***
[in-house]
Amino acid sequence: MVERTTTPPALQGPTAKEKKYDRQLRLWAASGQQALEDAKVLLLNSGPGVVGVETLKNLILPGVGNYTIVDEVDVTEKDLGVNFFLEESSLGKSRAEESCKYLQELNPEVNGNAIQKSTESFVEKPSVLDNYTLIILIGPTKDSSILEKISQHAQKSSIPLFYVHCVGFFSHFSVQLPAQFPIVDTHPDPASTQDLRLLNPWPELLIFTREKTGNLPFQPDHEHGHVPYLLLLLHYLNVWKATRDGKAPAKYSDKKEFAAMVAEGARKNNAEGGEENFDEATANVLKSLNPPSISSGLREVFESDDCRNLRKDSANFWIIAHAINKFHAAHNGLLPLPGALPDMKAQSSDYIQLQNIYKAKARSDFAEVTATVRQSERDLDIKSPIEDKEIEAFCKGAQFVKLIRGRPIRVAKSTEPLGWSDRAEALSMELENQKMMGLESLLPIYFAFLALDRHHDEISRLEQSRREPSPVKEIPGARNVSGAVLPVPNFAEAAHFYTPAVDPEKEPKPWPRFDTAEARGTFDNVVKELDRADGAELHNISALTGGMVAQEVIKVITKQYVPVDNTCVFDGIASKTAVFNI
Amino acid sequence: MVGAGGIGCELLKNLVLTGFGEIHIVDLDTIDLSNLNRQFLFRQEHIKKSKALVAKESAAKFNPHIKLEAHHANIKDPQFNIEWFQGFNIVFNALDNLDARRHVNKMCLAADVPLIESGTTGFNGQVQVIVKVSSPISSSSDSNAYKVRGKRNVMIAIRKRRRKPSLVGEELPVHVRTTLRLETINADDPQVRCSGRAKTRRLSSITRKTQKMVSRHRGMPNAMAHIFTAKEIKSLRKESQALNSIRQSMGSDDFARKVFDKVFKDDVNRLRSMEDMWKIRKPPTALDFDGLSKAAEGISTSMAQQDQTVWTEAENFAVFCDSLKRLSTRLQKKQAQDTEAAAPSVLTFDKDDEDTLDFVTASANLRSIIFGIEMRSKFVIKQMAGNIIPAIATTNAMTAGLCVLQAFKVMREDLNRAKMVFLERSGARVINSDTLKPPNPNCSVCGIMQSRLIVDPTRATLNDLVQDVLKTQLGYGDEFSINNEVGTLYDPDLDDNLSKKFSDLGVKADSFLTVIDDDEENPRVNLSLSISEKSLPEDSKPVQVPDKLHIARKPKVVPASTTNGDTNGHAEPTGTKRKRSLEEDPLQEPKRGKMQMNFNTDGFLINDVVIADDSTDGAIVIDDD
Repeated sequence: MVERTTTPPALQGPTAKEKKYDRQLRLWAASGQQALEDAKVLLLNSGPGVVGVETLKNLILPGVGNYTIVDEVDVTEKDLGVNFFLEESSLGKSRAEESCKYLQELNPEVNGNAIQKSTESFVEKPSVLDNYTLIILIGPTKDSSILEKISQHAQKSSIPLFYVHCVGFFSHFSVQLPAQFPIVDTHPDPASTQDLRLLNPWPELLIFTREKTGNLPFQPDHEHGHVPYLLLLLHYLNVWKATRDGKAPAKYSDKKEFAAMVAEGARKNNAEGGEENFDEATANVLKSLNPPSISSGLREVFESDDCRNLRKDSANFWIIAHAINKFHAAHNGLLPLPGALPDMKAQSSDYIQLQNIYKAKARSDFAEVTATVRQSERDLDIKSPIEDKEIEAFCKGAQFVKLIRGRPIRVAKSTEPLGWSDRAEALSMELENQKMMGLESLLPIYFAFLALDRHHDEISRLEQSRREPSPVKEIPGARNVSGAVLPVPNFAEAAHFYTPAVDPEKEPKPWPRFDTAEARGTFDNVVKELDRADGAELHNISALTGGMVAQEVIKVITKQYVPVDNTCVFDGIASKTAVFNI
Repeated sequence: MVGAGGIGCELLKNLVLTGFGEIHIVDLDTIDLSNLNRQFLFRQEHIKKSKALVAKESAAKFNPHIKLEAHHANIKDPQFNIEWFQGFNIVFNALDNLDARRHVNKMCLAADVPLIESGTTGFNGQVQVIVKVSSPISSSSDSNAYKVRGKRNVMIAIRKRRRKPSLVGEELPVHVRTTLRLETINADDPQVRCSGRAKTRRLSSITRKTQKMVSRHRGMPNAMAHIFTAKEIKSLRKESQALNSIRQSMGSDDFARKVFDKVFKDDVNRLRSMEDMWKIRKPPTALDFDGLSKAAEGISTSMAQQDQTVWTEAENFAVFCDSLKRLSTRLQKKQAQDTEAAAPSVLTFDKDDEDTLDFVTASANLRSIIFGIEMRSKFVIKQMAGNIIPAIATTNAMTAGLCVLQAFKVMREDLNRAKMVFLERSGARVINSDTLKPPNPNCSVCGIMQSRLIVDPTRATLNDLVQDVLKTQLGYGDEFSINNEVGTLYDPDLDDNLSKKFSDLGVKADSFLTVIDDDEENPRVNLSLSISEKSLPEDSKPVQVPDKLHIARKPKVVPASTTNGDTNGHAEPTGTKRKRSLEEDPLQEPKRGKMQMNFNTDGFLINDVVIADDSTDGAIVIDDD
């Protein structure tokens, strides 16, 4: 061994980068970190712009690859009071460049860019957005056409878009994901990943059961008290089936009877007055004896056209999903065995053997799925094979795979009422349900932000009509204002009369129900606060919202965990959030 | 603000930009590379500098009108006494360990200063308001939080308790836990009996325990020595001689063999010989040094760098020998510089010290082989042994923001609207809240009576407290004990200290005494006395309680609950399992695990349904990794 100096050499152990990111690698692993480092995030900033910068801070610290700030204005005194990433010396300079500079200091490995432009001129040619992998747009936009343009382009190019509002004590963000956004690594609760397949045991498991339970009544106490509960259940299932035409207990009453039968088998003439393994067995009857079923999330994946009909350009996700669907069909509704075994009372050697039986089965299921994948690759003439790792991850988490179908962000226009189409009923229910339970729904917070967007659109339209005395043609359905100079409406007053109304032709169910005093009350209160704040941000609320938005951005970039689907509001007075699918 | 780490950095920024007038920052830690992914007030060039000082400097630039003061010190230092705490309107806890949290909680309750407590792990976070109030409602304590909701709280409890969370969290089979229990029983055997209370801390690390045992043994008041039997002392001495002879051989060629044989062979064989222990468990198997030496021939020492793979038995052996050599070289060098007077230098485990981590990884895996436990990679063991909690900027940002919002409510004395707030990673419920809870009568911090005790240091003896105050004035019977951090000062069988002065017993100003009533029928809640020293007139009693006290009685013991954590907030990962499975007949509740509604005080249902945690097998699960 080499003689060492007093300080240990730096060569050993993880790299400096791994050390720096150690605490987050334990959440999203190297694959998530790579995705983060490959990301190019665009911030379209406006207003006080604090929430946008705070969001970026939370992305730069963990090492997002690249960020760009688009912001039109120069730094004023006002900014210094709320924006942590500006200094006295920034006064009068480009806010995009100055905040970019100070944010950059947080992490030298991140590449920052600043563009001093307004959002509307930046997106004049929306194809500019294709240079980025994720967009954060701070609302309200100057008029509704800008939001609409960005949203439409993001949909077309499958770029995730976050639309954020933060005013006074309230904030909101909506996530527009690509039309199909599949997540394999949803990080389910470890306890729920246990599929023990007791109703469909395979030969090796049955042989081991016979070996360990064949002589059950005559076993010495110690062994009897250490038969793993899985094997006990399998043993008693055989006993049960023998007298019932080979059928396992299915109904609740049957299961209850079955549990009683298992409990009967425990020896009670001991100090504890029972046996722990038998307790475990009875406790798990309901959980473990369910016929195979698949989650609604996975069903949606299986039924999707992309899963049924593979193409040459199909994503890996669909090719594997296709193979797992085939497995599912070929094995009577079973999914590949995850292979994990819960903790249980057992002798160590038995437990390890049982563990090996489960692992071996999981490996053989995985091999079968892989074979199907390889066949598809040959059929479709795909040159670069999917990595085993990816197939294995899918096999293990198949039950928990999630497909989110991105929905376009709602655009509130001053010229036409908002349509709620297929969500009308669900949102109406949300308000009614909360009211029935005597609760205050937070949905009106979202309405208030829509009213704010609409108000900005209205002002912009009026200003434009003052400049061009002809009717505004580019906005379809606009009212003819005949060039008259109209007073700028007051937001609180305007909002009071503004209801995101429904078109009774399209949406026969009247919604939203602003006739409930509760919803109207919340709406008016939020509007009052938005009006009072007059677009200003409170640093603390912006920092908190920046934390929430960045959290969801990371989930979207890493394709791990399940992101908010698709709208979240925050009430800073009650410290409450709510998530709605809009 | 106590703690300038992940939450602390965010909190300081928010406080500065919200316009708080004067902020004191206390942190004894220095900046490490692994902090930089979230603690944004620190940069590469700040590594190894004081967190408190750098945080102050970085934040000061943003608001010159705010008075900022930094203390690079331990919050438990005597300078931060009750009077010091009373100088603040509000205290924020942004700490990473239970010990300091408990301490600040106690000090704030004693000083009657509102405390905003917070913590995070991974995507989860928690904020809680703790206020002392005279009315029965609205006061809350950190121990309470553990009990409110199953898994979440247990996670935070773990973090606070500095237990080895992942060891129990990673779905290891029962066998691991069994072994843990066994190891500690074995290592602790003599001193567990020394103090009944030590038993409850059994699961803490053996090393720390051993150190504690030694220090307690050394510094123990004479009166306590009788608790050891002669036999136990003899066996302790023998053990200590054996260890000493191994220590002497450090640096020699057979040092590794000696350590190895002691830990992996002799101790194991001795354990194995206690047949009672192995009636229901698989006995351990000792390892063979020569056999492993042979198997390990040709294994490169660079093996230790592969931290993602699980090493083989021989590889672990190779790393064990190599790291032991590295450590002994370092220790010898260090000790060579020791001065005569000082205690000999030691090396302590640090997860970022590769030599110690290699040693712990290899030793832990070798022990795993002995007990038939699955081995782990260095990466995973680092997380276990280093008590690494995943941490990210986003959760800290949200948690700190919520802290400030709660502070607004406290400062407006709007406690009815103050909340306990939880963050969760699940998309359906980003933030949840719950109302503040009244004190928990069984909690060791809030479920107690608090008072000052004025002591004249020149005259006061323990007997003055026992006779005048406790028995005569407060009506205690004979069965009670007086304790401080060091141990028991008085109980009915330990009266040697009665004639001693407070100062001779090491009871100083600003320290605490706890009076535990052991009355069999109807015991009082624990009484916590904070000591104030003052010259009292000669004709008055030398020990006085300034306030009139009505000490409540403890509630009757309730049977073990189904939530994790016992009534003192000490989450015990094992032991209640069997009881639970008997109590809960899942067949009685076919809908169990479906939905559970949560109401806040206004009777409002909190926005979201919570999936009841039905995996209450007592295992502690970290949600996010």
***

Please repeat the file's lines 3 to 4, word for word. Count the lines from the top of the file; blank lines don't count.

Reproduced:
Amino acid sequence: MVGAGGIGCELLKNLVLTGFGEIHIVDLDTIDLSNLNRQFLFRQEHIKKSKALVAKESAAKFNPHIKLEAHHANIKDPQFNIEWFQGFNIVFNALDNLDARRHVNKMCLAADVPLIESGTTGFNGQVQVIVKVSSPISSSSDSNAYKVRGKRNVMIAIRKRRRKPSLVGEELPVHVRTTLRLETINADDPQVRCSGRAKTRRLSSITRKTQKMVSRHRGMPNAMAHIFTAKEIKSLRKESQALNSIRQSMGSDDFARKVFDKVFKDDVNRLRSMEDMWKIRKPPTALDFDGLSKAAEGISTSMAQQDQTVWTEAENFAVFCDSLKRLSTRLQKKQAQDTEAAAPSVLTFDKDDEDTLDFVTASANLRSIIFGIEMRSKFVIKQMAGNIIPAIATTNAMTAGLCVLQAFKVMREDLNRAKMVFLERSGARVINSDTLKPPNPNCSVCGIMQSRLIVDPTRATLNDLVQDVLKTQLGYGDEFSINNEVGTLYDPDLDDNLSKKFSDLGVKADSFLTVIDDDEENPRVNLSLSISEKSLPEDSKPVQVPDKLHIARKPKVVPASTTNGDTNGHAEPTGTKRKRSLEEDPLQEPKRGKMQMNFNTDGFLINDVVIADDSTDGAIVIDDD
Repeated sequence: MVERTTTPPALQGPTAKEKKYDRQLRLWAASGQQALEDAKVLLLNSGPGVVGVETLKNLILPGVGNYTIVDEVDVTEKDLGVNFFLEESSLGKSRAEESCKYLQELNPEVNGNAIQKSTESFVEKPSVLDNYTLIILIGPTKDSSILEKISQHAQKSSIPLFYVHCVGFFSHFSVQLPAQFPIVDTHPDPASTQDLRLLNPWPELLIFTREKTGNLPFQPDHEHGHVPYLLLLLHYLNVWKATRDGKAPAKYSDKKEFAAMVAEGARKNNAEGGEENFDEATANVLKSLNPPSISSGLREVFESDDCRNLRKDSANFWIIAHAINKFHAAHNGLLPLPGALPDMKAQSSDYIQLQNIYKAKARSDFAEVTATVRQSERDLDIKSPIEDKEIEAFCKGAQFVKLIRGRPIRVAKSTEPLGWSDRAEALSMELENQKMMGLESLLPIYFAFLALDRHHDEISRLEQSRREPSPVKEIPGARNVSGAVLPVPNFAEAAHFYTPAVDPEKEPKPWPRFDTAEARGTFDNVVKELDRADGAELHNISALTGGMVAQEVIKVITKQYVPVDNTCVFDGIASKTAVFNI